Streeting suggested Ofsted should instead be tasked with “focusing on key areas such as the quality of catch-up provision and home learning, and safeguarding”.



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  1. Terry Pearson

    So, from this piece we are to acknowledge that Parliament, parents and the public need to be assured that standards in schools are as we’d expect them to be. That seems to be a pretty reasonable assertion. What we really need to think hard about then is how best to provide that reassurance, and that is where the challenges lie.

    Nevertheless, we are where we are at the moment and we must begin from our starting point. For sure simply scrapping Ofsted will not remove all the problems people have with external inspections. As Ofsted currently undertake this really important role, we might say that basically we have three options:

    • Maintain the status quo
    • Modify the way Ofsted works
    • Move to an alternative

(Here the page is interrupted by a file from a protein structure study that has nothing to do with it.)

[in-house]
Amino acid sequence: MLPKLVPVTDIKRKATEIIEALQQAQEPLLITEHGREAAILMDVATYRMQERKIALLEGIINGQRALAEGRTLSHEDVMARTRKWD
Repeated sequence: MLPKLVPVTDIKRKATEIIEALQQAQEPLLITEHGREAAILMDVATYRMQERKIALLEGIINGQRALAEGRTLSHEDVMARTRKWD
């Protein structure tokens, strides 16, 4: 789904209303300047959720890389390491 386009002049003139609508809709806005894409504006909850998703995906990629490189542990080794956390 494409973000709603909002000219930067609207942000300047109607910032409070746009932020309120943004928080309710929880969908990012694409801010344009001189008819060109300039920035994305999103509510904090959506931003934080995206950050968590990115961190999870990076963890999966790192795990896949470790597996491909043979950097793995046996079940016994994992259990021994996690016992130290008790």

It looks like the first option is not what Labour has in mind so we need to think hard about the other two.

    Streeting believes Ofsted should modify its operations, but what evidence is there to suggest the inspectorate is likely to do so to the extent proposed? Sadly, not much. Ofsted firmly believes it is doing an excellent job. It has repeatedly proclaimed that its inspections produce reliable indicators of the quality of education in schools, yet even its own test of inspection judgements was substantively flawed (see report on this link): https://www.researchgate.net/publication/327894743_A_review_of_Ofsted's_test_of_the_reliability_of_short_inspections
    Ofsted ratings were also found to be weak predictors of students’ achievement and well-being in this independent study: https://acamh.onlinelibrary.wiley.com/doi/pdf/10.1111/jcpp.13276

    If the overarching purpose external inspection is to reassure Parliament, parents and the public that standards in schools are as we’d expect them to be, then at present we can’t place as much faith in the regime as the inspectorate claim we can. Maybe Labour shouldn’t have as much faith in Ofsted changing its ways too.